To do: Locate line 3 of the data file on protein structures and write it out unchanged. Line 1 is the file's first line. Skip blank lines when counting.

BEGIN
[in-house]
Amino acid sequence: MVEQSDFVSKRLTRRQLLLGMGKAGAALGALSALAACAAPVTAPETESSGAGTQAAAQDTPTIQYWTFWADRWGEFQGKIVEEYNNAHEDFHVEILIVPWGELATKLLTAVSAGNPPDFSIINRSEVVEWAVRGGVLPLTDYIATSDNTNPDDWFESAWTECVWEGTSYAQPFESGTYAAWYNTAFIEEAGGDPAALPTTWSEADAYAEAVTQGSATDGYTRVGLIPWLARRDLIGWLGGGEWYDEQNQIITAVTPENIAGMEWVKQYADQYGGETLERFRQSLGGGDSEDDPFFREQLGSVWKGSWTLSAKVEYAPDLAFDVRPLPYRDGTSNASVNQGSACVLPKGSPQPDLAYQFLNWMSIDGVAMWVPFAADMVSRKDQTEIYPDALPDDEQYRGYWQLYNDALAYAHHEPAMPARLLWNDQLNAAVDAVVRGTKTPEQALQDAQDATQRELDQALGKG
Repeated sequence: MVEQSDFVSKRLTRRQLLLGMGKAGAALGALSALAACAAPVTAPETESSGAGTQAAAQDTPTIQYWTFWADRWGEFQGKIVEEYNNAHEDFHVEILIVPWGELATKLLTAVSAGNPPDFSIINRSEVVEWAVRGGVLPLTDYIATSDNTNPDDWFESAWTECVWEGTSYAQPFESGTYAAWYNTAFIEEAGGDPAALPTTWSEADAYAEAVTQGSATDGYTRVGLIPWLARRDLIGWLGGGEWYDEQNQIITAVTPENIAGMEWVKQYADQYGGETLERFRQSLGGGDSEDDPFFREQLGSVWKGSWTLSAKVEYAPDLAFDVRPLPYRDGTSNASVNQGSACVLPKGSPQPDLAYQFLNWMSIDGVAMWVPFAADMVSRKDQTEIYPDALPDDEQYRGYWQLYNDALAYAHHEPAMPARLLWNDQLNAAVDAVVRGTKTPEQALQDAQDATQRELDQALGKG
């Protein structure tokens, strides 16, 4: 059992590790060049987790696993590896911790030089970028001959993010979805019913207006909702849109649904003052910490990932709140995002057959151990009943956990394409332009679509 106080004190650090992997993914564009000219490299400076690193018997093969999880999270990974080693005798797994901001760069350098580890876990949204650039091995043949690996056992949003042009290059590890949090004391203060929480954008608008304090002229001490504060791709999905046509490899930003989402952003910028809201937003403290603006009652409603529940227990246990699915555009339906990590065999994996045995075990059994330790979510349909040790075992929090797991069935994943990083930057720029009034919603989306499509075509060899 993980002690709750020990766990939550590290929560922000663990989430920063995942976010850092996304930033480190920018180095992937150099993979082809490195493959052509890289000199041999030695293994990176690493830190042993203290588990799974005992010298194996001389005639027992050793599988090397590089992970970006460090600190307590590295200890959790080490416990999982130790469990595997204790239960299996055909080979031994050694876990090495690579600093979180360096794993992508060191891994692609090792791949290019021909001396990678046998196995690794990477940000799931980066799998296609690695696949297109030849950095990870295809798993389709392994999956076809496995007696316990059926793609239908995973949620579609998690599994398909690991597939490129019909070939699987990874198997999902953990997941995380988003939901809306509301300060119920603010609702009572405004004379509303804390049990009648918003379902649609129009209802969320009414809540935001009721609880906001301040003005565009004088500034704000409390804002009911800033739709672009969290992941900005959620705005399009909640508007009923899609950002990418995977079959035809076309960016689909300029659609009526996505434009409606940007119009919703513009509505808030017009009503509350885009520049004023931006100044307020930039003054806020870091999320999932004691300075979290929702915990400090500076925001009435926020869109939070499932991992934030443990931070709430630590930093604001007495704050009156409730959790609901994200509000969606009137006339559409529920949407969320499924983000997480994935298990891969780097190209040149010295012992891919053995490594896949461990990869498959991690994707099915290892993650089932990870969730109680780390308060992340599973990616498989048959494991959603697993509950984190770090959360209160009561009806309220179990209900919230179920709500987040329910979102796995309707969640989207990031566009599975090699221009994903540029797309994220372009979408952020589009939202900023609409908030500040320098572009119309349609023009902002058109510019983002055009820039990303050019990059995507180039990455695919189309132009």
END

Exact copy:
Repeated sequence: MVEQSDFVSKRLTRRQLLLGMGKAGAALGALSALAACAAPVTAPETESSGAGTQAAAQDTPTIQYWTFWADRWGEFQGKIVEEYNNAHEDFHVEILIVPWGELATKLLTAVSAGNPPDFSIINRSEVVEWAVRGGVLPLTDYIATSDNTNPDDWFESAWTECVWEGTSYAQPFESGTYAAWYNTAFIEEAGGDPAALPTTWSEADAYAEAVTQGSATDGYTRVGLIPWLARRDLIGWLGGGEWYDEQNQIITAVTPENIAGMEWVKQYADQYGGETLERFRQSLGGGDSEDDPFFREQLGSVWKGSWTLSAKVEYAPDLAFDVRPLPYRDGTSNASVNQGSACVLPKGSPQPDLAYQFLNWMSIDGVAMWVPFAADMVSRKDQTEIYPDALPDDEQYRGYWQLYNDALAYAHHEPAMPARLLWNDQLNAAVDAVVRGTKTPEQALQDAQDATQRELDQALGKG